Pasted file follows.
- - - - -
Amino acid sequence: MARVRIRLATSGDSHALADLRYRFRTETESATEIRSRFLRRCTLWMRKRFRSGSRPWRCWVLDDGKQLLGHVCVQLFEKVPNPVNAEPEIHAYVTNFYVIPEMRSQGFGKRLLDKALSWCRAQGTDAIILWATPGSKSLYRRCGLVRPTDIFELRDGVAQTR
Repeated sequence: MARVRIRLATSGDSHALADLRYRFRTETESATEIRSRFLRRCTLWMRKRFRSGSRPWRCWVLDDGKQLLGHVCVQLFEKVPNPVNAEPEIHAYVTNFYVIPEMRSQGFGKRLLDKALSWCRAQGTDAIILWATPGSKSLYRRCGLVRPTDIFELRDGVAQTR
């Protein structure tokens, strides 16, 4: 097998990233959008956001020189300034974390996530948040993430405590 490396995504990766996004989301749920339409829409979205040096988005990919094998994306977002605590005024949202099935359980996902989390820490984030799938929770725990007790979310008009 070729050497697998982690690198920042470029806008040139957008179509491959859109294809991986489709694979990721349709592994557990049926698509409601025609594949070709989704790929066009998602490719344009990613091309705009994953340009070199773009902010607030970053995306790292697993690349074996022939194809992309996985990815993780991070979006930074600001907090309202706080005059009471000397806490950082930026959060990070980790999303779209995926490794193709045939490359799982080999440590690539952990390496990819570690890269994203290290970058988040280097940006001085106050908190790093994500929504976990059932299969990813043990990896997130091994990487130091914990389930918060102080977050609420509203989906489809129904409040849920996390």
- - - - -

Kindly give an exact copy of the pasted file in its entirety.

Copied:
Amino acid sequence: MARVRIRLATSGDSHALADLRYRFRTETESATEIRSRFLRRCTLWMRKRFRSGSRPWRCWVLDDGKQLLGHVCVQLFEKVPNPVNAEPEIHAYVTNFYVIPEMRSQGFGKRLLDKALSWCRAQGTDAIILWATPGSKSLYRRCGLVRPTDIFELRDGVAQTR
Repeated sequence: MARVRIRLATSGDSHALADLRYRFRTETESATEIRSRFLRRCTLWMRKRFRSGSRPWRCWVLDDGKQLLGHVCVQLFEKVPNPVNAEPEIHAYVTNFYVIPEMRSQGFGKRLLDKALSWCRAQGTDAIILWATPGSKSLYRRCGLVRPTDIFELRDGVAQTR
């Protein structure tokens, strides 16, 4: 097998990233959008956001020189300034974390996530948040993430405590 490396995504990766996004989301749920339409829409979205040096988005990919094998994306977002605590005024949202099935359980996902989390820490984030799938929770725990007790979310008009 070729050497697998982690690198920042470029806008040139957008179509491959859109294809991986489709694979990721349709592994557990049926698509409601025609594949070709989704790929066009998602490719344009990613091309705009994953340009070199773009902010607030970053995306790292697993690349074996022939194809992309996985990815993780991070979006930074600001907090309202706080005059009471000397806490950082930026959060990070980790999303779209995926490794193709045939490359799982080999440590690539952990390496990819570690890269994203290290970058988040280097940006001085106050908190790093994500929504976990059932299969990813043990990896997130091994990487130091914990389930918060102080977050609420509203989906489809129904409040849920996390």